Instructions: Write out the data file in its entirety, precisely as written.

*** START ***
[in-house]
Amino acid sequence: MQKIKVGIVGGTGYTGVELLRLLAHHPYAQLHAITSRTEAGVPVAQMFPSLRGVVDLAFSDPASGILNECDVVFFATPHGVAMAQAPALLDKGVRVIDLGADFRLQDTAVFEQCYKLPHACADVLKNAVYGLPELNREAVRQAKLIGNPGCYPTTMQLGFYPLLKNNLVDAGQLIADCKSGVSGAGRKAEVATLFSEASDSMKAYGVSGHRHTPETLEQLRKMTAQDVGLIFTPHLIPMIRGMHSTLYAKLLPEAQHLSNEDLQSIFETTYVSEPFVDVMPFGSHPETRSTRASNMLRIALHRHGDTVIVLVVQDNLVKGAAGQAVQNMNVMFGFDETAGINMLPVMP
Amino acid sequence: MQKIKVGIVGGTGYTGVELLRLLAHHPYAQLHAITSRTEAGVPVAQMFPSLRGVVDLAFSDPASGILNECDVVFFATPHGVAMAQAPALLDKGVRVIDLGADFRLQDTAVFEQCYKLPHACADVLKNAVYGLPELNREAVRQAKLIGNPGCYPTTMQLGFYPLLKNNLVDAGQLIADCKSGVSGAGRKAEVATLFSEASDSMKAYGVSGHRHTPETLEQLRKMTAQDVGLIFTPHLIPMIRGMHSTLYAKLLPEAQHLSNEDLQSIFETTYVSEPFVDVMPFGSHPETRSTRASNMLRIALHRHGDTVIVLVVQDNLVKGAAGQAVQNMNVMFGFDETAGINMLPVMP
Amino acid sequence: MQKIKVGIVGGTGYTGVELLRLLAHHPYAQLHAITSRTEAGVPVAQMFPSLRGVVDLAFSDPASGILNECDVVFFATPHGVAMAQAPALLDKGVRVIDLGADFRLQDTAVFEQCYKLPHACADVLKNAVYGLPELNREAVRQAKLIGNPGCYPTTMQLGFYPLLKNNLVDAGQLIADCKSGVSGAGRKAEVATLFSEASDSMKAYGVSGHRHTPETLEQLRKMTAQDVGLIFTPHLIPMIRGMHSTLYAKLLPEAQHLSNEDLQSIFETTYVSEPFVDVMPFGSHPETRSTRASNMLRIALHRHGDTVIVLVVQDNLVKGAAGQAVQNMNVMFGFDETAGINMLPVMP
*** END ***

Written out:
[in-house]
Amino acid sequence: MQKIKVGIVGGTGYTGVELLRLLAHHPYAQLHAITSRTEAGVPVAQMFPSLRGVVDLAFSDPASGILNECDVVFFATPHGVAMAQAPALLDKGVRVIDLGADFRLQDTAVFEQCYKLPHACADVLKNAVYGLPELNREAVRQAKLIGNPGCYPTTMQLGFYPLLKNNLVDAGQLIADCKSGVSGAGRKAEVATLFSEASDSMKAYGVSGHRHTPETLEQLRKMTAQDVGLIFTPHLIPMIRGMHSTLYAKLLPEAQHLSNEDLQSIFETTYVSEPFVDVMPFGSHPETRSTRASNMLRIALHRHGDTVIVLVVQDNLVKGAAGQAVQNMNVMFGFDETAGINMLPVMP
Amino acid sequence: MQKIKVGIVGGTGYTGVELLRLLAHHPYAQLHAITSRTEAGVPVAQMFPSLRGVVDLAFSDPASGILNECDVVFFATPHGVAMAQAPALLDKGVRVIDLGADFRLQDTAVFEQCYKLPHACADVLKNAVYGLPELNREAVRQAKLIGNPGCYPTTMQLGFYPLLKNNLVDAGQLIADCKSGVSGAGRKAEVATLFSEASDSMKAYGVSGHRHTPETLEQLRKMTAQDVGLIFTPHLIPMIRGMHSTLYAKLLPEAQHLSNEDLQSIFETTYVSEPFVDVMPFGSHPETRSTRASNMLRIALHRHGDTVIVLVVQDNLVKGAAGQAVQNMNVMFGFDETAGINMLPVMP
Amino acid sequence: MQKIKVGIVGGTGYTGVELLRLLAHHPYAQLHAITSRTEAGVPVAQMFPSLRGVVDLAFSDPASGILNECDVVFFATPHGVAMAQAPALLDKGVRVIDLGADFRLQDTAVFEQCYKLPHACADVLKNAVYGLPELNREAVRQAKLIGNPGCYPTTMQLGFYPLLKNNLVDAGQLIADCKSGVSGAGRKAEVATLFSEASDSMKAYGVSGHRHTPETLEQLRKMTAQDVGLIFTPHLIPMIRGMHSTLYAKLLPEAQHLSNEDLQSIFETTYVSEPFVDVMPFGSHPETRSTRASNMLRIALHRHGDTVIVLVVQDNLVKGAAGQAVQNMNVMFGFDETAGINMLPVMP